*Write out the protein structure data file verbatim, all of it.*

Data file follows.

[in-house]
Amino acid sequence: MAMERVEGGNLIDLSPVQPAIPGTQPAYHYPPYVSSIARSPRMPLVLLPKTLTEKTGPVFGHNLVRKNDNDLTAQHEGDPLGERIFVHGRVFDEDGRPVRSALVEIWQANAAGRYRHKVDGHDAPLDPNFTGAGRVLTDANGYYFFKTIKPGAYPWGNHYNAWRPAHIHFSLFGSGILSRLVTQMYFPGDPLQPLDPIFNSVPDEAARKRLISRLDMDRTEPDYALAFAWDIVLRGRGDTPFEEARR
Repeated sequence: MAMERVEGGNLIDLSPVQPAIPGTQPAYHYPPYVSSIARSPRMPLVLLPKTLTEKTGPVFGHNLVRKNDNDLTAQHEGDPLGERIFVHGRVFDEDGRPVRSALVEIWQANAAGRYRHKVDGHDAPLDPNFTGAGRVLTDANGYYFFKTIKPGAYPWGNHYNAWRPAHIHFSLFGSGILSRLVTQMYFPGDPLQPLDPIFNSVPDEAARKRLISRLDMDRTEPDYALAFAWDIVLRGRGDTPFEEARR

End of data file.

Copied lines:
[in-house]
Amino acid sequence: MAMERVEGGNLIDLSPVQPAIPGTQPAYHYPPYVSSIARSPRMPLVLLPKTLTEKTGPVFGHNLVRKNDNDLTAQHEGDPLGERIFVHGRVFDEDGRPVRSALVEIWQANAAGRYRHKVDGHDAPLDPNFTGAGRVLTDANGYYFFKTIKPGAYPWGNHYNAWRPAHIHFSLFGSGILSRLVTQMYFPGDPLQPLDPIFNSVPDEAARKRLISRLDMDRTEPDYALAFAWDIVLRGRGDTPFEEARR
Repeated sequence: MAMERVEGGNLIDLSPVQPAIPGTQPAYHYPPYVSSIARSPRMPLVLLPKTLTEKTGPVFGHNLVRKNDNDLTAQHEGDPLGERIFVHGRVFDEDGRPVRSALVEIWQANAAGRYRHKVDGHDAPLDPNFTGAGRVLTDANGYYFFKTIKPGAYPWGNHYNAWRPAHIHFSLFGSGILSRLVTQMYFPGDPLQPLDPIFNSVPDEAARKRLISRLDMDRTEPDYALAFAWDIVLRGRGDTPFEEARR